Skip to main content

The Bad News, The Good News, and How To Handle Both

physician staff
In the risk management business, the bad news is not if regarding claims against doctors, it is when. The good news is that, over the years, as a direct result of our exclusive Risk Management strategies, the Cooperative of American Physicians has been able to substantially reduce the probability of a lawsuit (or claim) being filed against you. Our statistics show that in 1997, when our membership was approximately 4,000 doctors, the likelihood of a claim was once every four years. After nearly 20 years of proactive risk management policies and with a membership of 12,000 physicians, the prospect of a claim against a member has been reduced to once every 10 years.

The most important thing to remember is that when bad news strikes, the team at CAP is on your side. The sooner the CAP team can be involved, the better. Whether it is a potential adverse medical outcome or the initial stages of a formal claim, the reason a doctor has chosen to be a member of CAP is for the superior protection provided when the chips are down. In these situations, a key element to focus on is cooperation, and that means, in part, that CAP should be notified immediately when you receive any paperwork requesting a deposition, 90-day notice to commence a lawsuit, a letter threatening a lawsuit, or a summons and complaint. These documents are extremely time sensitive and require immediate notification to CAP.

On-Demand Webinar: Key Strategies for Ensuring a Profitable Independent Practice
During this one-hour program, practice management expert Debra Phairas discusses how various business models and operational enhancements can increase revenue to help your practice remain successful in today’s competitive marketplace.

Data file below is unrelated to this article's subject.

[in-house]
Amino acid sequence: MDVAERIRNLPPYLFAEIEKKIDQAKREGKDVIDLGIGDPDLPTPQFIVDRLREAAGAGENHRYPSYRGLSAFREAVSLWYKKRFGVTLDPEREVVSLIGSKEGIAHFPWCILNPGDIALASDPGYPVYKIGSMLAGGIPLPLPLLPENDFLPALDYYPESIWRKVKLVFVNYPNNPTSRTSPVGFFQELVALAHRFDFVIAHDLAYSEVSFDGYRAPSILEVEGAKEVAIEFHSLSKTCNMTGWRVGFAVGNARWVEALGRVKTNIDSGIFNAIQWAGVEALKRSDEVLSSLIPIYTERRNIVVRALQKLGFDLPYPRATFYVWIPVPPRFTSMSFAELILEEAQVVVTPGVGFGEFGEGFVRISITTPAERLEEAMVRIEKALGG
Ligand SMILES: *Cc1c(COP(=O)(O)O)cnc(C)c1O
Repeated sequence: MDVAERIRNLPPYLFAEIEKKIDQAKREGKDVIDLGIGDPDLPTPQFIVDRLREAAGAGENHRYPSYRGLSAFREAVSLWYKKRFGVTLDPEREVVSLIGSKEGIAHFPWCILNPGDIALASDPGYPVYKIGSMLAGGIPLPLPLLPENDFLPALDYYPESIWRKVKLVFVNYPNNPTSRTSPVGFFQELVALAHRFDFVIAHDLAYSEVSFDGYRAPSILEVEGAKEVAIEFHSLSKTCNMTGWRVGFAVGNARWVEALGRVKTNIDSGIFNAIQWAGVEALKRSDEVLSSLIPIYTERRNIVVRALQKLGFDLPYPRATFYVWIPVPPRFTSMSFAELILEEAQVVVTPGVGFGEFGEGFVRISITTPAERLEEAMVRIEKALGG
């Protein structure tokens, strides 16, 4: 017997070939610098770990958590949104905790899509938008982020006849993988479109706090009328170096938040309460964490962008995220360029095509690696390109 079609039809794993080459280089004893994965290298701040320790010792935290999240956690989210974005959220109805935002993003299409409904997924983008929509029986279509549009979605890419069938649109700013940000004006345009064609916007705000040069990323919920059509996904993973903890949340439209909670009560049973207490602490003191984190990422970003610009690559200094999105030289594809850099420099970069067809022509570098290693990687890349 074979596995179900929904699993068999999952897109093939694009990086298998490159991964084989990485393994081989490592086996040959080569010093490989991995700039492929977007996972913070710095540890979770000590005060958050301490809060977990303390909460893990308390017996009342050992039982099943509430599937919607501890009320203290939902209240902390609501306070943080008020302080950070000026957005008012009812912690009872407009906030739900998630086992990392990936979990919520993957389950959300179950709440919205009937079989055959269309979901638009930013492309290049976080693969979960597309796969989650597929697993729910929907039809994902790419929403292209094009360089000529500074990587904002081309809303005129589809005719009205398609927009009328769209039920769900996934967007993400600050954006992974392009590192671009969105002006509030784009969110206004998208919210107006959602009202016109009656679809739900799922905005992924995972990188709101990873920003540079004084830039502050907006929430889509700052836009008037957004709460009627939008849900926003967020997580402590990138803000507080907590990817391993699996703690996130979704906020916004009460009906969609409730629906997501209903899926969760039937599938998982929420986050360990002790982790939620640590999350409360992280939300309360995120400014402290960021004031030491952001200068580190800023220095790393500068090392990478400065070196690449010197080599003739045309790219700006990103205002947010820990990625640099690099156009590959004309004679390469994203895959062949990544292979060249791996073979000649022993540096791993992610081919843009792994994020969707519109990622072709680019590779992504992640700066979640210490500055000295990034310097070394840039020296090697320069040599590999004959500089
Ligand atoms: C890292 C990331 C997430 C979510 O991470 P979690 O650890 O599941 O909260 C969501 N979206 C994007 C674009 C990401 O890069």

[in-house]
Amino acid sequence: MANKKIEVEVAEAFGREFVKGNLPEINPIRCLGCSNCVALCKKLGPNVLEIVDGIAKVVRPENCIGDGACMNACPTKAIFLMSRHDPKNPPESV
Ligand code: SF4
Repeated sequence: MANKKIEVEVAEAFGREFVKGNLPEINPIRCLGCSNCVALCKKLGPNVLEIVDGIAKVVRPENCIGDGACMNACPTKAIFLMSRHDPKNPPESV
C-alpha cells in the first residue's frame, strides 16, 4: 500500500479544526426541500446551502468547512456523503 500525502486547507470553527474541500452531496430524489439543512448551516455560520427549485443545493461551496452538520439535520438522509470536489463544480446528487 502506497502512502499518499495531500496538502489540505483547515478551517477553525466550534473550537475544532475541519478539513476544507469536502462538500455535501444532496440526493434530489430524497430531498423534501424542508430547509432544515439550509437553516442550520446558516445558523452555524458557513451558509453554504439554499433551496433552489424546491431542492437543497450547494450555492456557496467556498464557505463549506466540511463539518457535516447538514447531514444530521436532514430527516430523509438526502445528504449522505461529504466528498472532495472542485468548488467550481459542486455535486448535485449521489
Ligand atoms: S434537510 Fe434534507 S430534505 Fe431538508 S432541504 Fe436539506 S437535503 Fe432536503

The CAP team of specialists will be most effective when notified at the onset. The longer you wait, the less time CAP has to mobilize and concentrate its efforts on helping to resolve the threatening issues. In the instance of an adverse event or formal claim, CAP has the resources to serve your practice in a variety of ways; however, without timely notification, CAP cannot be of any service at all.

One situation that can be extremely worrisome is a potential legal claim against a physician or the practice. We know that legal proceedings can be long, stressful, and potentially expensive. The sooner a doctor gets CAP involved, the better. So again, whether it is a request for records, a 90-day notice of intent to sue, or an actual summons and complaint, the team at CAP must be notified when you receive these documents. Only then can CAP act as an advocate for your practice.

In the event of good news, when all is going well with the practice, it is not time to put CAP on the shelf. CAP offers a variety of programs and benefits designed to keep your practice healthy and to prepare for when bad news strikes. Contact your risk management and patient safety specialist to learn more about what CAP can offer your practice.

Next month’s CAPsules preview: CAP Closed Claims Data Deep Dive: Liability Associated with Medication Administration by Medical Assistants.


Stephanie Cuomo is a Senior Risk Management and Patient Safety Specialist for the Cooperative of American Physicians. Questions or comments related to this article should be directed to